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71st Anniversary of India’s Independence Interview with High Commissioner of India to Sri Lanka H.E. Taranjit Singh Sandhu

71st Anniversary of India’s Independence

Interview with High Commissioner of India to Sri Lanka

H.E. Taranjit Singh Sandhu

For us, Sri Lanka is special..”

Q 1. Today is the 71st Anniversary of India’s independence. What are your thoughts on this special day?

On the occasion of the 71st Anniversary of India’s Independence, I extend my warm greetings and good wishes to my fellow Indian citizens and to the friendly people and the Government of the Democratic Socialist Republic of Sri Lanka.

From a young independent nation with little economic resources to the fastest growing major economy in the world, India has transformed. The most significant achievement of India, according to me, is the success of democracy and pluralism.

This is no mean achievement. India, as you know, is perhaps the world’s most intricate and pluralistic society, home to 1.25 billion people. India is home to all major religions of the world. There are as many as 1,652 languages and dialects which are spoken in India. India has been able to preserve this rich mosaic of pluralism under democratic structures. We firmly believe in taking everyone along in our journey towards development.

While economic development is critical for us, I would also like to point out that we are not governed by self-interest alone. In the Entrance Hall of our Parliament, we have engraved the verse, “Vasudhaiva Kutumbakam” [“The whole world is one family”.] We want to move ahead with you, with everyone. Sabka sath, Sabka vikas captures this vision.  Together, we progress.

Q 2. How do you see the developments in India-Sri Lanka bilateral relations in recent times?

For us, Sri Lanka is special. And we are humbled to see that the feeling is mutual. I can narrate several examples which reflect the special nature of our ties.

Prime Minister Modi’s visit to Sri Lanka in March 2015 was the first by an Indian Prime Minister to Sri Lanka after a gap of 28 years. He visited Sri Lanka again in May 2017, as the Chief Guest at the International Vesak Day celebrations, which Sri Lanka hosted for the first time. Prime Minister Modi’s visits to Sri Lanka, twice in two years, is unprecedented for an Indian Prime Minister.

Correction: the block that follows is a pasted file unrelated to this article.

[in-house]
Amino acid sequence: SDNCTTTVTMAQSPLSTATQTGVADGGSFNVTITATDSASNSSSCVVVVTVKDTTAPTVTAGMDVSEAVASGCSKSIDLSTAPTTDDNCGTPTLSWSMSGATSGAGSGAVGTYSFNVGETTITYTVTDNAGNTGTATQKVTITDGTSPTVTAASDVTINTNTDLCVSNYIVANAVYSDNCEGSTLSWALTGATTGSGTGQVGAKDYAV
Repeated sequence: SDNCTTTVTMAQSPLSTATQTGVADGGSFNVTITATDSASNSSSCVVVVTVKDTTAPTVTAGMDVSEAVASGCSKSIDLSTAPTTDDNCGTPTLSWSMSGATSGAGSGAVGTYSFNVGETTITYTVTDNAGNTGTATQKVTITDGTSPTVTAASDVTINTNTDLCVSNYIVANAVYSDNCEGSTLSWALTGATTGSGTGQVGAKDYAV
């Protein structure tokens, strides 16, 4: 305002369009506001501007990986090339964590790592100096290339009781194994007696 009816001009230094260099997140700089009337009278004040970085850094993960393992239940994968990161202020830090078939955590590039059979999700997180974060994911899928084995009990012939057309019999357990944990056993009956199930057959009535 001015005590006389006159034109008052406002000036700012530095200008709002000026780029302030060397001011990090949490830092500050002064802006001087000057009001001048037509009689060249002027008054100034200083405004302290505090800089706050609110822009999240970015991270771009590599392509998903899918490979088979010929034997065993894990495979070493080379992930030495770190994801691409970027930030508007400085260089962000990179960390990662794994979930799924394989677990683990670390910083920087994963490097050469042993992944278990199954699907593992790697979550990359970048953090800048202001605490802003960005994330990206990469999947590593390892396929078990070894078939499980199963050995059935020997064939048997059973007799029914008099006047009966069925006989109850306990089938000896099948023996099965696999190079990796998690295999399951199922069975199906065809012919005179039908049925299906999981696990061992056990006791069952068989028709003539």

It is heartening to note that President, Prime Minister and Foreign Minister chose India as the destination for their first official travel abroad.

President Maithripala Sirisena attended the Founding Conference of the International Solar Alliance held in New Delhi in March 2018. As you know, the Founding Conference was co-chaired by Prime Minister of India Narendra Modi and President of France Emmanuel Macron. A $ 100 million Line of Credit was announced for undertaking solar projects in Sri Lanka.

Prime Minister Ranil Wickremesinghe’s presence at the Global Conference on Cyber Space (GCCS 2017) held in Delhi in November 2017, which was hosted outside OECD for the first time, was special.

There have been many other firsts in recent past which we can be proud of: Sri Lanka was the first South Asian country that agreed to be part of the South Asia satellite. Sri Lanka recently joined the National Knowledge Network (NKN), being the first SAARC country to do so, through which the Sri Lankan Universities will now have digital access to around 1600 universities in India & beyond.

During the visit of our IT Minister to Sri Lanka in January this year, we launched a pilot program on E-Office, developed by our National Informatics Centre, wherein  an eGov documentation was digitally signed for the first time in Sri Lankan public sector.

I could go on and on…

Q 3. Many people in Sri Lanka feel that India’s development assistance to Sri Lanka is restricted to some parts of Sri Lanka. Is it true?

Our development partnership with Sri Lanka is based on Sri Lanka’s own priorities. The total development assistance stands at nearly US$ 3 billion out of which more than US$ 500 million is pure grants. Let me tell you, it is not just about numbers.

Our projects are unique. We believe in doing projects jointly with Sri Lanka, where Sri Lanka is a partner. Our projects are people–oriented. They have a direct impact on the lives of common people.